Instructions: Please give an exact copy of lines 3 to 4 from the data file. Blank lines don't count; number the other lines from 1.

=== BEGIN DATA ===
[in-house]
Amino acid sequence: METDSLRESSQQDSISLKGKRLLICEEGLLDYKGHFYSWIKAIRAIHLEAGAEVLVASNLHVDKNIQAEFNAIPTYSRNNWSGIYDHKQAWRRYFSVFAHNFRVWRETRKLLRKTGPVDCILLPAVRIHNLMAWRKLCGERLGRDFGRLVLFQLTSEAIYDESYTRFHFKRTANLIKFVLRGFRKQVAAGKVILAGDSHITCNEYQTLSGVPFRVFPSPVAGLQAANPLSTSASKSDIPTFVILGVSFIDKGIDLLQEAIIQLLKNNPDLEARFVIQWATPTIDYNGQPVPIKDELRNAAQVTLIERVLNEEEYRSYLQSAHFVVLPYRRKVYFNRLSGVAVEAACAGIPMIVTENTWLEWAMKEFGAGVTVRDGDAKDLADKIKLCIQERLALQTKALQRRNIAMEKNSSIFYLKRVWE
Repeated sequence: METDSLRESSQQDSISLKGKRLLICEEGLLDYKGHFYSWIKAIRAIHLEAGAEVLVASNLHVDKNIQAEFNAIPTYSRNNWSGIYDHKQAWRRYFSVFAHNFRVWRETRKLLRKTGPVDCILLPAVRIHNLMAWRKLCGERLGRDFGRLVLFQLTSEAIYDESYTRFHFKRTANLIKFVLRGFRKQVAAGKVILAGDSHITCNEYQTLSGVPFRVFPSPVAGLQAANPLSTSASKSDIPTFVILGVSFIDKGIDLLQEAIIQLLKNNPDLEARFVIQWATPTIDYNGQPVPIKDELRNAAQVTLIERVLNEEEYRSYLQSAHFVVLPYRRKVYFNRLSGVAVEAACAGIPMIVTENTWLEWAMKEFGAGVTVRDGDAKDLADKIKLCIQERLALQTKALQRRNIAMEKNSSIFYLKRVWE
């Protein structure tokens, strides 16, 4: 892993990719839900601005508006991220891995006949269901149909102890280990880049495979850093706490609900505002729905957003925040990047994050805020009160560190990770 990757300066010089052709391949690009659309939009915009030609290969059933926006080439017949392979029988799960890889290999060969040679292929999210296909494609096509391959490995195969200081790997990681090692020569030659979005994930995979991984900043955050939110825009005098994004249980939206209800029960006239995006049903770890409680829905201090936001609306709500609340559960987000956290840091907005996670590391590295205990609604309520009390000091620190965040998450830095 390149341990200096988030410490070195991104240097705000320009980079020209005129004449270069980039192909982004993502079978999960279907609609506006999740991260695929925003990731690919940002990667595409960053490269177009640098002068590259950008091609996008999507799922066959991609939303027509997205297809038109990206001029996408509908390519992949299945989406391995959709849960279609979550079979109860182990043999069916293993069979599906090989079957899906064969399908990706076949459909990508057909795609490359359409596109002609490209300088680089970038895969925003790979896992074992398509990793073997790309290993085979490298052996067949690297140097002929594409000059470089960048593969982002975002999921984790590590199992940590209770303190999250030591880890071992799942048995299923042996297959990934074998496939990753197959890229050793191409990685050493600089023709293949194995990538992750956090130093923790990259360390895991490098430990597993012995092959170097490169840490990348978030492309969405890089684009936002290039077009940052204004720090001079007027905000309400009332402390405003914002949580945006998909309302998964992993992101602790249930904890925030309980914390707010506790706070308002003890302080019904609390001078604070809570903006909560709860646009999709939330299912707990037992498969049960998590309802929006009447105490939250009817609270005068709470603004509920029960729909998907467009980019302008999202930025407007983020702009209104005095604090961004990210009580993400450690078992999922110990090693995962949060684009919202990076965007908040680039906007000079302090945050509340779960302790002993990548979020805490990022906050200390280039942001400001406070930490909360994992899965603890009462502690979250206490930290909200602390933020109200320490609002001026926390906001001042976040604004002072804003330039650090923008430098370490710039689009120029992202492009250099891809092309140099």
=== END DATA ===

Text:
Repeated sequence: METDSLRESSQQDSISLKGKRLLICEEGLLDYKGHFYSWIKAIRAIHLEAGAEVLVASNLHVDKNIQAEFNAIPTYSRNNWSGIYDHKQAWRRYFSVFAHNFRVWRETRKLLRKTGPVDCILLPAVRIHNLMAWRKLCGERLGRDFGRLVLFQLTSEAIYDESYTRFHFKRTANLIKFVLRGFRKQVAAGKVILAGDSHITCNEYQTLSGVPFRVFPSPVAGLQAANPLSTSASKSDIPTFVILGVSFIDKGIDLLQEAIIQLLKNNPDLEARFVIQWATPTIDYNGQPVPIKDELRNAAQVTLIERVLNEEEYRSYLQSAHFVVLPYRRKVYFNRLSGVAVEAACAGIPMIVTENTWLEWAMKEFGAGVTVRDGDAKDLADKIKLCIQERLALQTKALQRRNIAMEKNSSIFYLKRVWE
């Protein structure tokens, strides 16, 4: 892993990719839900601005508006991220891995006949269901149909102890280990880049495979850093706490609900505002729905957003925040990047994050805020009160560190990770 990757300066010089052709391949690009659309939009915009030609290969059933926006080439017949392979029988799960890889290999060969040679292929999210296909494609096509391959490995195969200081790997990681090692020569030659979005994930995979991984900043955050939110825009005098994004249980939206209800029960006239995006049903770890409680829905201090936001609306709500609340559960987000956290840091907005996670590391590295205990609604309520009390000091620190965040998450830095 390149341990200096988030410490070195991104240097705000320009980079020209005129004449270069980039192909982004993502079978999960279907609609506006999740991260695929925003990731690919940002990667595409960053490269177009640098002068590259950008091609996008999507799922066959991609939303027509997205297809038109990206001029996408509908390519992949299945989406391995959709849960279609979550079979109860182990043999069916293993069979599906090989079957899906064969399908990706076949459909990508057909795609490359359409596109002609490209300088680089970038895969925003790979896992074992398509990793073997790309290993085979490298052996067949690297140097002929594409000059470089960048593969982002975002999921984790590590199992940590209770303190999250030591880890071992799942048995299923042996297959990934074998496939990753197959890229050793191409990685050493600089023709293949194995990538992750956090130093923790990259360390895991490098430990597993012995092959170097490169840490990348978030492309969405890089684009936002290039077009940052204004720090001079007027905000309400009332402390405003914002949580945006998909309302998964992993992101602790249930904890925030309980914390707010506790706070308002003890302080019904609390001078604070809570903006909560709860646009999709939330299912707990037992498969049960998590309802929006009447105490939250009817609270005068709470603004509920029960729909998907467009980019302008999202930025407007983020702009209104005095604090961004990210009580993400450690078992999922110990090693995962949060684009919202990076965007908040680039906007000079302090945050509340779960302790002993990548979020805490990022906050200390280039942001400001406070930490909360994992899965603890009462502690979250206490930290909200602390933020109200320490609002001026926390906001001042976040604004002072804003330039650090923008430098370490710039689009120029992202492009250099891809092309140099």